$$\begin{aligned} \ddot{\lambda }&= \mathbf {J}^+ \left( \dot{\mathbf {v}} - \dot{\mathbf {J}} \dot{{\lambda }} \right) \nonumber \\&\quad + \mathbf E \left( - \beta _{n_1} \mathbf E^T (\lambda - \theta _d) - \beta _{n_2} \mathbf E^T (\dot{\lambda }{-} \dot{\theta }_d) - \dot{\mathbf E}^T \dot{\lambda }\right) {+} \psi _\lambda \end{aligned}$$

consists, therefore, of two orthogonal contributions, the first lying in the subspace in which the virtual joint velocity moves the end-effector (“task-relevant”), the second lying in the subspace in which the virtual joint velocity does not move the end-effector (“task-irrelevant”). \(\psi _\lambda \) is “neuronal noise” (see Sect. 2.5).

Muscle and biomechanical dynamics

The virtual joint vector, \(\lambda (t)\), represents the descending motor commands that modulate muscle activation in the spinal cord. Muscle force generation is modeled based on Gribble et al. (1998), simplified by neglecting the dynamics of force buildup (“calcium dynamics”) and the delays in the stretch reflex. The torque generated by four virtual muscle groups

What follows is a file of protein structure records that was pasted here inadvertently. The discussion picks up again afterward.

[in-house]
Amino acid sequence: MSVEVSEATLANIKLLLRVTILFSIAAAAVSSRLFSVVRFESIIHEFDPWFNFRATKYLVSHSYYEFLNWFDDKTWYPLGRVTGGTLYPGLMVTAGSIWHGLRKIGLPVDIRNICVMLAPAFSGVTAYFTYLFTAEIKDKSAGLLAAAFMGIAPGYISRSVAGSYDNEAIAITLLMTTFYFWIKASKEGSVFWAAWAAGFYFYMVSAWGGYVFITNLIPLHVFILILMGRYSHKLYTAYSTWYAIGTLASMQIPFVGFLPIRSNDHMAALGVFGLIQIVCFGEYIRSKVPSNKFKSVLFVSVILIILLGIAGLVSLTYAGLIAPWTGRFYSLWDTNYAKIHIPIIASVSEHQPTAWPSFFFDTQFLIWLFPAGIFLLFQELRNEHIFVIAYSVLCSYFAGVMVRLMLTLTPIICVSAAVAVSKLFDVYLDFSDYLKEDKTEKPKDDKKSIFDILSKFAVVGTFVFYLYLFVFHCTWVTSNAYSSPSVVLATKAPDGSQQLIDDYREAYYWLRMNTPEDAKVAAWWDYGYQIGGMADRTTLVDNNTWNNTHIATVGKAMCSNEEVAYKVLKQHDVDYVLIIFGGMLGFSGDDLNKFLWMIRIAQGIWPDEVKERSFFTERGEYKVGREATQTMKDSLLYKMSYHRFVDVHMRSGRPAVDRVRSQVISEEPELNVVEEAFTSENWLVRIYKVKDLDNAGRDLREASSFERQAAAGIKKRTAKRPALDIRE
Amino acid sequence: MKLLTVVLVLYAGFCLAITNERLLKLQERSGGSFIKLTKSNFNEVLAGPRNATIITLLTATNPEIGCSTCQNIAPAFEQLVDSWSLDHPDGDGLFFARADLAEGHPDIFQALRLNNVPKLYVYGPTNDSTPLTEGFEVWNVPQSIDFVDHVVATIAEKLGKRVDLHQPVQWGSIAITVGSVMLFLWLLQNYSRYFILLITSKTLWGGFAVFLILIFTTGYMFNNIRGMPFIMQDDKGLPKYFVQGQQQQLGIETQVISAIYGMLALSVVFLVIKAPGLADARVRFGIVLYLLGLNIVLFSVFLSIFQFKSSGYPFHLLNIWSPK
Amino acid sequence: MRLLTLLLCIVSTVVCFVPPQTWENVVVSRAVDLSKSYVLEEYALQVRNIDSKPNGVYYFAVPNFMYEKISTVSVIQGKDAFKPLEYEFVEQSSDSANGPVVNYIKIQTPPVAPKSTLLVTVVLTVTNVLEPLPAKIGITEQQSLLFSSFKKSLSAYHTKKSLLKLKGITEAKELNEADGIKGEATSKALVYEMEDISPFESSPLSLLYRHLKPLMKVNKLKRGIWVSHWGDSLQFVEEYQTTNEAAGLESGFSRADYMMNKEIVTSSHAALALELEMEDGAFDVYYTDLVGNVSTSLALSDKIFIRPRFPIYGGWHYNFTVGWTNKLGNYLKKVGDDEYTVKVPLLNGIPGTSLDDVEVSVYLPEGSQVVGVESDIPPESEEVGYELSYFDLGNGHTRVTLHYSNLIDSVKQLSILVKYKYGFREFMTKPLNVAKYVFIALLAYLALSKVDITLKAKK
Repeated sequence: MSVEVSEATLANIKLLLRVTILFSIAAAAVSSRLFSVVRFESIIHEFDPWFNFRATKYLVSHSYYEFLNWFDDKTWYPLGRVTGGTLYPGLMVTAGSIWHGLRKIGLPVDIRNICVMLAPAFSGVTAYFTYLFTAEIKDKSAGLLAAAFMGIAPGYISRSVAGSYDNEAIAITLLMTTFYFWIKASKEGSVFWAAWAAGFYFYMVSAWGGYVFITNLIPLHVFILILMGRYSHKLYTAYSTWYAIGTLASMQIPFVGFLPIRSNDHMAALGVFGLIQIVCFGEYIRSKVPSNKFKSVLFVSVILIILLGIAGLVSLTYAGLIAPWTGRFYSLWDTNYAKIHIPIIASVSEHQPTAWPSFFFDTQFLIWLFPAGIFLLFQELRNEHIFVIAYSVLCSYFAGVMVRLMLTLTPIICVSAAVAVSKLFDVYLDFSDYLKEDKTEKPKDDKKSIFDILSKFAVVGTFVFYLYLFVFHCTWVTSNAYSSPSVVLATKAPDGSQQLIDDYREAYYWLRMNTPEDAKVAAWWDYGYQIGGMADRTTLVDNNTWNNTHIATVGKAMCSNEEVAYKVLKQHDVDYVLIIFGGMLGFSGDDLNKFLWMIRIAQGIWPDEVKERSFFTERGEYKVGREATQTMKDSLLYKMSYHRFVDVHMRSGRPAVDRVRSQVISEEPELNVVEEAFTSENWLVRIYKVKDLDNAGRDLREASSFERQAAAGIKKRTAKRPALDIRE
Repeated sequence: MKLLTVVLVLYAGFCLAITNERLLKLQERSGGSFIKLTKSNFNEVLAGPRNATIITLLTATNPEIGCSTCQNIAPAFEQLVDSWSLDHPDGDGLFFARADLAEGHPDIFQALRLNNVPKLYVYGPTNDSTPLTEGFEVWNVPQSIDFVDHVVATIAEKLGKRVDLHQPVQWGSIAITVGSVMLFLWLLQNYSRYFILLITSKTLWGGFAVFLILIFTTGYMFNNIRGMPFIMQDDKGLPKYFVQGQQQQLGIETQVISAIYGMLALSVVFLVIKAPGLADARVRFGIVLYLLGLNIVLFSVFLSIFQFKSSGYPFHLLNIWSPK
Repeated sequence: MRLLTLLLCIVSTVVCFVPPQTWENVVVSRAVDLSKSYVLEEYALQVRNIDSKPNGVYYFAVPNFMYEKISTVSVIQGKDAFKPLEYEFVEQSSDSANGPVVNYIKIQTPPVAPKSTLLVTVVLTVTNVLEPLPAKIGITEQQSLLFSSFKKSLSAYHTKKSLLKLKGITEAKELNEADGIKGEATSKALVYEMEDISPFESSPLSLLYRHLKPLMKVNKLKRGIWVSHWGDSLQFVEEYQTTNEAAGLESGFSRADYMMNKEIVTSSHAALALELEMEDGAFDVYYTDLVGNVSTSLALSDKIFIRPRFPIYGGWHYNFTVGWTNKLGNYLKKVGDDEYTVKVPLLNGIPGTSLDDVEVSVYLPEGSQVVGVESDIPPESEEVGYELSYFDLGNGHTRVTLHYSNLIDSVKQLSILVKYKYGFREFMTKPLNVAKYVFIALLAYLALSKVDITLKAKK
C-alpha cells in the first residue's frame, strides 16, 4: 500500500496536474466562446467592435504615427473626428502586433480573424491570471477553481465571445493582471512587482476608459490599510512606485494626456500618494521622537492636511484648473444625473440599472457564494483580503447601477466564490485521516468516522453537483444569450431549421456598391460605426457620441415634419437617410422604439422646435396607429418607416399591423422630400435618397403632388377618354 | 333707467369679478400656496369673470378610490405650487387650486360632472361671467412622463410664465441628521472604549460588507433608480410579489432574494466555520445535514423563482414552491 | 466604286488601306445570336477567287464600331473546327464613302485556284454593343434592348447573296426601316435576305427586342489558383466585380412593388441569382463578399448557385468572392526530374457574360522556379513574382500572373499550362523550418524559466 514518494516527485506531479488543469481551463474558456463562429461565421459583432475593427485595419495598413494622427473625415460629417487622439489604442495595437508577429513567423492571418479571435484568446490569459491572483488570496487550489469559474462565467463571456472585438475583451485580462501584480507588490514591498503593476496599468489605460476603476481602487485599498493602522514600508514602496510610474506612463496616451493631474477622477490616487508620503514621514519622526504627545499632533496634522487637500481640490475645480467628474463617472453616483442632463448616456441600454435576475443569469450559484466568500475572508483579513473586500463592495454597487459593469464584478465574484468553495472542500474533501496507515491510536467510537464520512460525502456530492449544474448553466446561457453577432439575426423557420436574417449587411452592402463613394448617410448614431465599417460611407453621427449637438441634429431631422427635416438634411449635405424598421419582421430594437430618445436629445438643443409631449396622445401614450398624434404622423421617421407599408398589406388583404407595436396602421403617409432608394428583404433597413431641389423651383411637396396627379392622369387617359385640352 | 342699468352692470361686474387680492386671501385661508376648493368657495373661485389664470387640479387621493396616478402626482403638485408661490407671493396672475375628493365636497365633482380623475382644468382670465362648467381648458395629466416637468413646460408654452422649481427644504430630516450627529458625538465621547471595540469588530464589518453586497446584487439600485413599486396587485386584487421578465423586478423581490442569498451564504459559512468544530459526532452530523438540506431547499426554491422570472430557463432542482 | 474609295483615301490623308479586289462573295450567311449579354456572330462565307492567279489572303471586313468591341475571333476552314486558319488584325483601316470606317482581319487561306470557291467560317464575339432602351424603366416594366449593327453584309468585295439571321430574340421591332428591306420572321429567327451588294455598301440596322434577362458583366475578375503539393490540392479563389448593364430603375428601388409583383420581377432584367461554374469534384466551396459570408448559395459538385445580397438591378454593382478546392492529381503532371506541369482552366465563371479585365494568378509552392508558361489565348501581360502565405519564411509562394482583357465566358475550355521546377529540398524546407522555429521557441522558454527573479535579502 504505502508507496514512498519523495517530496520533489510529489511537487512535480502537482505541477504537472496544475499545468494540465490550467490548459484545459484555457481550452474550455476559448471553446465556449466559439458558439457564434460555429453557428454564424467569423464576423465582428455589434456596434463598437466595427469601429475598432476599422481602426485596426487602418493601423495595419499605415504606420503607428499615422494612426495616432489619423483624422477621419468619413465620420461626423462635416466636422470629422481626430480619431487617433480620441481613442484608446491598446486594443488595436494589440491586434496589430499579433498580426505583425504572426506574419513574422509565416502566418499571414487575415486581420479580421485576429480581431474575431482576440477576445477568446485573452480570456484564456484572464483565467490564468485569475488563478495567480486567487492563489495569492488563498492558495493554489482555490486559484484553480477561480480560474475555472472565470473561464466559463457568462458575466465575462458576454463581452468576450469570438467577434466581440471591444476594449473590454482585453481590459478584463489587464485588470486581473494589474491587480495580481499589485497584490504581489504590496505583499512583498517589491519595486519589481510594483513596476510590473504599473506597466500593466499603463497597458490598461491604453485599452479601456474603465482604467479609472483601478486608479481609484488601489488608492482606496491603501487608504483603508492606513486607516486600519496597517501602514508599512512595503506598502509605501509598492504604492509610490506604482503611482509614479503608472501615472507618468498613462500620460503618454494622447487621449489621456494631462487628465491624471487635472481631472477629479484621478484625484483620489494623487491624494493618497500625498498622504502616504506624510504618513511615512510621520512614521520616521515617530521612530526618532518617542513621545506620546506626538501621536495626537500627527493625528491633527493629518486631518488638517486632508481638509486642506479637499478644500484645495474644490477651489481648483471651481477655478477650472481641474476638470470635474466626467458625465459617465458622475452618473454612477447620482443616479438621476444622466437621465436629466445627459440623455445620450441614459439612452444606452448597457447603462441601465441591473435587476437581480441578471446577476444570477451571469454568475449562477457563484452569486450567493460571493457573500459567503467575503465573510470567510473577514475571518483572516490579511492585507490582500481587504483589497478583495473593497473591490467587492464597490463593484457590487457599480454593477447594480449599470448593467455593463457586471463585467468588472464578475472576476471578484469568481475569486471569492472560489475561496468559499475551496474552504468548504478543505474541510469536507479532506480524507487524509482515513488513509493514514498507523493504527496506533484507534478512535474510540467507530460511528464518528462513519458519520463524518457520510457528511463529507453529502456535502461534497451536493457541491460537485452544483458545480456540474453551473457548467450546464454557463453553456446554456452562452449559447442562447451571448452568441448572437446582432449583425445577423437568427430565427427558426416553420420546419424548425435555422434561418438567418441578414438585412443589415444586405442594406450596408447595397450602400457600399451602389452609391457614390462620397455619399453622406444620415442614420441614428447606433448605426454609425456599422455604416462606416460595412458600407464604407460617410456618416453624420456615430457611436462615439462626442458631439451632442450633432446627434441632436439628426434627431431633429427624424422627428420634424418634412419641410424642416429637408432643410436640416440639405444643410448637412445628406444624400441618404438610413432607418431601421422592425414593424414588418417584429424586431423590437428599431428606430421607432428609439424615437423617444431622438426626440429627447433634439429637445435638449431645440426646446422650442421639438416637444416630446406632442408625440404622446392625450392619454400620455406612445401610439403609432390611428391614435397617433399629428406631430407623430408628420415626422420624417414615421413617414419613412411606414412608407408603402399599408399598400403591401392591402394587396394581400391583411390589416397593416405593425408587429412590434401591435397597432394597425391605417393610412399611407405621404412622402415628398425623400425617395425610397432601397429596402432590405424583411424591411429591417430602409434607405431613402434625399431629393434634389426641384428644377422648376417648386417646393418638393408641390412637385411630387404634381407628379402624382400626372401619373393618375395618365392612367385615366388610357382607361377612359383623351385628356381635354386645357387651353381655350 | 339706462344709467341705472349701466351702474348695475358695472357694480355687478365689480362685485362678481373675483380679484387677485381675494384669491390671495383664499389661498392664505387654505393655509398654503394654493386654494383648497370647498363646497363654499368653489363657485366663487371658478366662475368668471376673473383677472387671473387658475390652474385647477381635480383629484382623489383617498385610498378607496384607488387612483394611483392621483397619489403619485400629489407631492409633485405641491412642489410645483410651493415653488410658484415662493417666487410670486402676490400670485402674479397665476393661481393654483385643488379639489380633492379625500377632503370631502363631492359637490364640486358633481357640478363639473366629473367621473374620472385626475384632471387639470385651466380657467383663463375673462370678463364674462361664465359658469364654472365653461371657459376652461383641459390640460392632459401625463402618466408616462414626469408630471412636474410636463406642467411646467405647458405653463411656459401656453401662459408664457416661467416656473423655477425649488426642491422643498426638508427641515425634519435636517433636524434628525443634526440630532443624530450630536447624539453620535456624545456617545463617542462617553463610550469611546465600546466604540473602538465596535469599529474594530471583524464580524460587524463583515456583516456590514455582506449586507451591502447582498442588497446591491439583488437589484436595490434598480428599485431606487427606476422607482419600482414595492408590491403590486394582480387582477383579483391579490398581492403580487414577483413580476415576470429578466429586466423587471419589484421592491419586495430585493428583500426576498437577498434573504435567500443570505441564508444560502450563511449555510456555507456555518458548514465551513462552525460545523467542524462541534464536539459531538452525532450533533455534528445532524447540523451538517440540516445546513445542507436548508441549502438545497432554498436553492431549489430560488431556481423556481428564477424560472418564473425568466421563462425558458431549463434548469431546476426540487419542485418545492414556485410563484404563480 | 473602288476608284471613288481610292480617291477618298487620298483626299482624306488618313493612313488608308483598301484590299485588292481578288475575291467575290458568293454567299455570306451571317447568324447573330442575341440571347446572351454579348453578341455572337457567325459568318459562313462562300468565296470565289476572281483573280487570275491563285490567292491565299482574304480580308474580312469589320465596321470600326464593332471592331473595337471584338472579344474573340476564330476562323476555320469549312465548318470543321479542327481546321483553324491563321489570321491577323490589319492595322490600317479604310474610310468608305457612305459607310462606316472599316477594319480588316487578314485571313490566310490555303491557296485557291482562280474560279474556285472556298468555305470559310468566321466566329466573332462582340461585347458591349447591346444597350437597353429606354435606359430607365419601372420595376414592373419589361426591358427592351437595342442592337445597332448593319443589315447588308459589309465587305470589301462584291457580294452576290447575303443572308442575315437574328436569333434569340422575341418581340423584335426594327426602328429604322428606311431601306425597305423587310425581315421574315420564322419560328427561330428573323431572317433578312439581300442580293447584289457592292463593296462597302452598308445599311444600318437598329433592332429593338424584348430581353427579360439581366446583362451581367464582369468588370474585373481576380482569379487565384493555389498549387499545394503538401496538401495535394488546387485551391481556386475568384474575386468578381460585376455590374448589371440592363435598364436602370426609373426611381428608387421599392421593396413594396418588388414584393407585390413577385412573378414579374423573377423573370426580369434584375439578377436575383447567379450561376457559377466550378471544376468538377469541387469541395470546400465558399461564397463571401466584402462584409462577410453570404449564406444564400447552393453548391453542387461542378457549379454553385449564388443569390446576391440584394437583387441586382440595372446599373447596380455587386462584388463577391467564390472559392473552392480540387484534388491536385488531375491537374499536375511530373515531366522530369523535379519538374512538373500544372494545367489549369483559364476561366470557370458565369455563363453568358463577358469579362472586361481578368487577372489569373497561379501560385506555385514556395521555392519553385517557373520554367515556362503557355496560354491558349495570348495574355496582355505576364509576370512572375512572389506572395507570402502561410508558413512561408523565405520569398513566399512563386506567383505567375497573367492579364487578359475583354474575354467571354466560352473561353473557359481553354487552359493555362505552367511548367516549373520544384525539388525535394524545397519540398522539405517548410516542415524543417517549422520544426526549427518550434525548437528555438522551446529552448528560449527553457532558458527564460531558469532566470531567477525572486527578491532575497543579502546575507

$$\begin{aligned} T_i&= K_\mathrm {l} \cdot \Bigl ( \exp ([K_\mathrm {nl} \cdot (\theta _{i}-\lambda _{i}^{p})]^{+}-1) \nonumber \\&\quad - \exp ([K_\mathrm {nl} \cdot (-\theta _{i}+\lambda _{i}^{m})]^{+}-1) \Bigr ) \nonumber \\&\quad + \mu _\mathrm {bl} \cdot \mathrm {asinh}(\dot{\theta }_{i}-\dot{\lambda }_{i}) + \mu _\mathrm {rn} \cdot \dot{\theta }_{i} \end{aligned}$$

contains contribution of agonist muscles, \(\lambda _{i}^{p}=\lambda _{i}-Co\), and antagonist muscles, \(\lambda _{i}^{m}=\lambda _{i}+Co\), whose motor commands are offset by a constant co-contraction command, Co. The semi-linear threshold function is signified by \([... ]^+\). Joint angles are designated as \(\theta _i\), and joint velocities as \(\dot{\theta }_i\). There are both linear, \(K_\mathrm {l}\), and nonlinear stiffness parameters, \(K_\mathrm {nl}\), as well as two types of viscosity, \(\mu _\mathrm {bl,rl}\). See the appendices in Martin et al. (2009) for detailed arguments for the various approximations.